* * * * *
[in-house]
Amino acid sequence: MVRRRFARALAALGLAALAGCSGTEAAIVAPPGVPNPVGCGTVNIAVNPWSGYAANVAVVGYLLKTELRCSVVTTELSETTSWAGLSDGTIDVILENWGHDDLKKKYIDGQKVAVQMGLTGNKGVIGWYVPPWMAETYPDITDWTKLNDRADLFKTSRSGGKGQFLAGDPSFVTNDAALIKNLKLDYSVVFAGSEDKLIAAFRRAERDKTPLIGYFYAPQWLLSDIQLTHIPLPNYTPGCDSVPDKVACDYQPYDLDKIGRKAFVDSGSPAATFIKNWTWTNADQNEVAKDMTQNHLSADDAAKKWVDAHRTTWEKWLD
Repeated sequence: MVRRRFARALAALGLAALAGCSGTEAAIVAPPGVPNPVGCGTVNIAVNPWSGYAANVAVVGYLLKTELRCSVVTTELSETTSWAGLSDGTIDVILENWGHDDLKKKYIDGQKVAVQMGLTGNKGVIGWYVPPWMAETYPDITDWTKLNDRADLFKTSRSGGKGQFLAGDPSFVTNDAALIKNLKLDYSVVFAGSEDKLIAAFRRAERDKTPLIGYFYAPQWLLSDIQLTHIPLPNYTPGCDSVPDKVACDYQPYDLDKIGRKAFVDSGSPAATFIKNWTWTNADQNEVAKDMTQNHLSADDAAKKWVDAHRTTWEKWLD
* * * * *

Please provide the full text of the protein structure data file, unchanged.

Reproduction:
[in-house]
Amino acid sequence: MVRRRFARALAALGLAALAGCSGTEAAIVAPPGVPNPVGCGTVNIAVNPWSGYAANVAVVGYLLKTELRCSVVTTELSETTSWAGLSDGTIDVILENWGHDDLKKKYIDGQKVAVQMGLTGNKGVIGWYVPPWMAETYPDITDWTKLNDRADLFKTSRSGGKGQFLAGDPSFVTNDAALIKNLKLDYSVVFAGSEDKLIAAFRRAERDKTPLIGYFYAPQWLLSDIQLTHIPLPNYTPGCDSVPDKVACDYQPYDLDKIGRKAFVDSGSPAATFIKNWTWTNADQNEVAKDMTQNHLSADDAAKKWVDAHRTTWEKWLD
Repeated sequence: MVRRRFARALAALGLAALAGCSGTEAAIVAPPGVPNPVGCGTVNIAVNPWSGYAANVAVVGYLLKTELRCSVVTTELSETTSWAGLSDGTIDVILENWGHDDLKKKYIDGQKVAVQMGLTGNKGVIGWYVPPWMAETYPDITDWTKLNDRADLFKTSRSGGKGQFLAGDPSFVTNDAALIKNLKLDYSVVFAGSEDKLIAAFRRAERDKTPLIGYFYAPQWLLSDIQLTHIPLPNYTPGCDSVPDKVACDYQPYDLDKIGRKAFVDSGSPAATFIKNWTWTNADQNEVAKDMTQNHLSADDAAKKWVDAHRTTWEKWLD